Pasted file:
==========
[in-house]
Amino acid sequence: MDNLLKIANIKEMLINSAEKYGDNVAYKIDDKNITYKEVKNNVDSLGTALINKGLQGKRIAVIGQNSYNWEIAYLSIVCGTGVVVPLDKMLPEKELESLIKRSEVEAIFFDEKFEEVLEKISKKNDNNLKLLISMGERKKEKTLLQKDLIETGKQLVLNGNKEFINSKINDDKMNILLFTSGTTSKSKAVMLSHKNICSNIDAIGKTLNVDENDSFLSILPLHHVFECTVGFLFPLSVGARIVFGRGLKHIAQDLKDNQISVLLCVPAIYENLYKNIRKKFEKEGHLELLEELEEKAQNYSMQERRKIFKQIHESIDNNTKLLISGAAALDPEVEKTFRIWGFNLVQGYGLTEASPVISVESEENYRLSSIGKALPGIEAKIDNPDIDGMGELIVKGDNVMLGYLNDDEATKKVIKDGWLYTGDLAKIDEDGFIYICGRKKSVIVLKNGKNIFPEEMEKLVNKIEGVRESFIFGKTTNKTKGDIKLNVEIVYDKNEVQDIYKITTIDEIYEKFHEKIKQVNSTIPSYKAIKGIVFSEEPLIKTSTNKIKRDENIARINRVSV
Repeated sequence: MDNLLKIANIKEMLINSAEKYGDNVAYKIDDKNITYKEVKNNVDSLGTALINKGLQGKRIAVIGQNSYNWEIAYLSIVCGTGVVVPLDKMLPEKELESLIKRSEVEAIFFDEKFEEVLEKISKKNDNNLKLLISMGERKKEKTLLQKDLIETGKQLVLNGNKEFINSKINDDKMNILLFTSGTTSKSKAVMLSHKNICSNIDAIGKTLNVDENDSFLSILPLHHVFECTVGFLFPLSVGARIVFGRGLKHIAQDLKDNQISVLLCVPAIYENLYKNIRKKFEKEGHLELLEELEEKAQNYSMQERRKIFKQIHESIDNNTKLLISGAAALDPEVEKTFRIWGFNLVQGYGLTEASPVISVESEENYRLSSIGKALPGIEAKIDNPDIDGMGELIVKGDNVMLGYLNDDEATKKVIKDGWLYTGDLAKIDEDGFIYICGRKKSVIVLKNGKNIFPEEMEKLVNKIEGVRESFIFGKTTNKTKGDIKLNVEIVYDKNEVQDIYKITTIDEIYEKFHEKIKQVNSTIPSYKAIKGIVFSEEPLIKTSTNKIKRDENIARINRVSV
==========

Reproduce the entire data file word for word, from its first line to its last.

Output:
[in-house]
Amino acid sequence: MDNLLKIANIKEMLINSAEKYGDNVAYKIDDKNITYKEVKNNVDSLGTALINKGLQGKRIAVIGQNSYNWEIAYLSIVCGTGVVVPLDKMLPEKELESLIKRSEVEAIFFDEKFEEVLEKISKKNDNNLKLLISMGERKKEKTLLQKDLIETGKQLVLNGNKEFINSKINDDKMNILLFTSGTTSKSKAVMLSHKNICSNIDAIGKTLNVDENDSFLSILPLHHVFECTVGFLFPLSVGARIVFGRGLKHIAQDLKDNQISVLLCVPAIYENLYKNIRKKFEKEGHLELLEELEEKAQNYSMQERRKIFKQIHESIDNNTKLLISGAAALDPEVEKTFRIWGFNLVQGYGLTEASPVISVESEENYRLSSIGKALPGIEAKIDNPDIDGMGELIVKGDNVMLGYLNDDEATKKVIKDGWLYTGDLAKIDEDGFIYICGRKKSVIVLKNGKNIFPEEMEKLVNKIEGVRESFIFGKTTNKTKGDIKLNVEIVYDKNEVQDIYKITTIDEIYEKFHEKIKQVNSTIPSYKAIKGIVFSEEPLIKTSTNKIKRDENIARINRVSV
Repeated sequence: MDNLLKIANIKEMLINSAEKYGDNVAYKIDDKNITYKEVKNNVDSLGTALINKGLQGKRIAVIGQNSYNWEIAYLSIVCGTGVVVPLDKMLPEKELESLIKRSEVEAIFFDEKFEEVLEKISKKNDNNLKLLISMGERKKEKTLLQKDLIETGKQLVLNGNKEFINSKINDDKMNILLFTSGTTSKSKAVMLSHKNICSNIDAIGKTLNVDENDSFLSILPLHHVFECTVGFLFPLSVGARIVFGRGLKHIAQDLKDNQISVLLCVPAIYENLYKNIRKKFEKEGHLELLEELEEKAQNYSMQERRKIFKQIHESIDNNTKLLISGAAALDPEVEKTFRIWGFNLVQGYGLTEASPVISVESEENYRLSSIGKALPGIEAKIDNPDIDGMGELIVKGDNVMLGYLNDDEATKKVIKDGWLYTGDLAKIDEDGFIYICGRKKSVIVLKNGKNIFPEEMEKLVNKIEGVRESFIFGKTTNKTKGDIKLNVEIVYDKNEVQDIYKITTIDEIYEKFHEKIKQVNSTIPSYKAIKGIVFSEEPLIKTSTNKIKRDENIARINRVSV